We love Buck Denver in this house.
In fact, the couple of titles of What's in the Bible that we don't already own are going to be showing up tomorrow morning as Christmas gifts.
When Family Christian offered me a chance to review this DVD and give away an appreciation certificate, I asked if I could do a give away for the DVD instead, and they didn't need to send me one. So that is what I'm doing here.
Buck Denver asks... What's in the Bible? Vol. 1 is a fantastic resource that everyone should own. Phil Vischer (one of the creators of Veggie Tales) is simply fabulous in this series. The entire series (13 volumes) covers the entire Bible, in a format that is great for absolutely all ages. My daughter started watching when she was around 3, and it certainly works for adults too.
Each volume of What's in the Bible includes two episodes, lasting 25 minutes each. That means there are 26 episodes to get through the entire Bible. The first two episodes cover just what is the Bible (episode 1) and primeval history, Genesis 1-11 (episode 2).
- Michael - a kid in the backseat of a van, who is "watching" What's in The Bible while traveling to Grandma's house. He introduces each segment.
- Buck Denver, Man of News. In a suit and tie, he "runs" the episode.
- Clive and Ian. They're dressed in safari-like garb, have British accents, and are probably the absolute favorite of everyone in this house. Ian especially. He is always coming up with lines like, "My toaster doesn't have a love button." I know, it isn't funny if you haven't seen the episode.
- Chuck Waggin. He's into country music, from the Bible Belt, and always has his 'gee-tar' with him. Great songs, and he's a lot of fun.
- Sunday School Lady (and her Magic Flannelgraph) is a little old lady who has taught Sunday School forever, so she will often be called upon to tell a story or explain what is going on. She is adorable.
- Winifred and Agnes are two old ladies who are watching the show on the television in their living room. You know the old guys from The Muppet Show? The ones who sat in the balcony and heckled everyone on stage? That is these two. They cut in with comments about how things are going. Stuff like, "Good heavens, Winifred! Only two minutes in, and it's already a train wreck!" They rank just below Clive and Ian in my "favorite" list.
- Pastor Paul is a piano-playing preacher who is also called on to explain things quite a bit. He's kind of the theology guy. He is likely to be one of the folks who explains the "big words" used. I love that they use big words. He'll talk about the Latin and Greek roots.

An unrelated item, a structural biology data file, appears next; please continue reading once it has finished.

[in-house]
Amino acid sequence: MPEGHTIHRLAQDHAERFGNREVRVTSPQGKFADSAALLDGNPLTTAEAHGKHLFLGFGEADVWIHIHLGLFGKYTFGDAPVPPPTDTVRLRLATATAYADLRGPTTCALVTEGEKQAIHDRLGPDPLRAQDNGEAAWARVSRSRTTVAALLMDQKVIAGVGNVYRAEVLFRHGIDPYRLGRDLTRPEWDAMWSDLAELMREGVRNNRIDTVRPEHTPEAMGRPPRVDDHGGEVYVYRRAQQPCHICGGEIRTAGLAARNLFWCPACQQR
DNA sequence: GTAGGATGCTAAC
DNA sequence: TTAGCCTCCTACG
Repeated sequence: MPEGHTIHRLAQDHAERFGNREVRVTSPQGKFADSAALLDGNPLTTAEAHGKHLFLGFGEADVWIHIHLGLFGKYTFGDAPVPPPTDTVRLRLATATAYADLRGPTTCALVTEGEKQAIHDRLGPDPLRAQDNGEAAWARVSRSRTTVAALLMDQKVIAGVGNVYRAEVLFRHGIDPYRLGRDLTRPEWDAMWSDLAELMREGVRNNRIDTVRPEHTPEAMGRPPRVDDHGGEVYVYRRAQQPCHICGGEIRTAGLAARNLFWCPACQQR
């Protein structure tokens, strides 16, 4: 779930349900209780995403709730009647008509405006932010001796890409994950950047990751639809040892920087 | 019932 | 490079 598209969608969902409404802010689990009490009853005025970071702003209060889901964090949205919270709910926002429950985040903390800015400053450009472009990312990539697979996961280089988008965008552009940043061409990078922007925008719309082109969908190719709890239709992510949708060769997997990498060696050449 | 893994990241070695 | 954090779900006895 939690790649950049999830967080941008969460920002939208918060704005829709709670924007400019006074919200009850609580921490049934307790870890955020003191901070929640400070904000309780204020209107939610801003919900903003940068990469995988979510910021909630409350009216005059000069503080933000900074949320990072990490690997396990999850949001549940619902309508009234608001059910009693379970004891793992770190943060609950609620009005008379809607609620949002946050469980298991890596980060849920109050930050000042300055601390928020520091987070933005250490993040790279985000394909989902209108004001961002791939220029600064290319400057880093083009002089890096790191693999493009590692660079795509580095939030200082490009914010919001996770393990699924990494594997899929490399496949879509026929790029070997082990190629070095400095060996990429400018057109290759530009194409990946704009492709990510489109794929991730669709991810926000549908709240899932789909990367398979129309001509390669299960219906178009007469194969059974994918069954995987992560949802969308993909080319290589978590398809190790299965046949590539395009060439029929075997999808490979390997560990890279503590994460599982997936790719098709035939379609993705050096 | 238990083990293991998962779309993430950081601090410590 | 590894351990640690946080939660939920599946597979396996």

- Dr. Schniffenhousen is a scientist, and he doesn't show up all that often. When he does, he is a lot of fun though.
- Brother Louie brings a Southern Gospel or maybe a jazz flair to the show. I love Brother Louie. There's a touch of the 'what does this mean to me today' about this character.
- Cap'n Pete is a pirate, and in Volume 1, his role is to talk about church history, the time in between Jesus and now. He talks about how the books of the Bible were determined in this volume. Later, he takes on a bigger role.
- Chester is one we don't really see, but he tells stories using popsicle stick puppets. He is very funny. In the second episode of this volume, he tells of Adam and Eve, mentioning the fact that they didn't have any clothes, which is why they always have to hide behind bushes when their pictures are taken for Children's Bibles.
The Bentley Brothers sing a song or two, dressed up in crazy Elvis-ish costumes. The songs are great, and the two of them grow on you.
Here is the beginning few minutes of Volume 1, so you can see most of these goofy puppets for yourself:
One thing I love, which you saw a bit of in the above clip, is that they keep things fairly relevant to today. Showing multiple Bibles, including one on an iPhone. Talking about books like Pat the Bunny. Or games like Tetris. Mentioning pop culture (American Idol or Green Lantern), or alluding to Finding Nemo, Star Wars. Or things like patterning characters after Elvis or the hecklers in the Muppets.
Another great thing is that the humor appeals to multiple ages. At one point, Sunday School Lady is singing a song, and she tells Magic Flannelgraph to take a verse. Of course, we hear nothing. And she says something to him about how she'll sing instead, because he's flat. That joke went totally over the heads of my youngest kids, as they weren't grasping the double meaning of the word "flat" at all.
There is also a church edition, and I am really wanting to use that in our Sunday School. Each volume contains four weeks worth of lessons. I think working through these would be a simply fantastic way to spend a year.
Intrigued? You could win a copy!
a Rafflecopter giveaway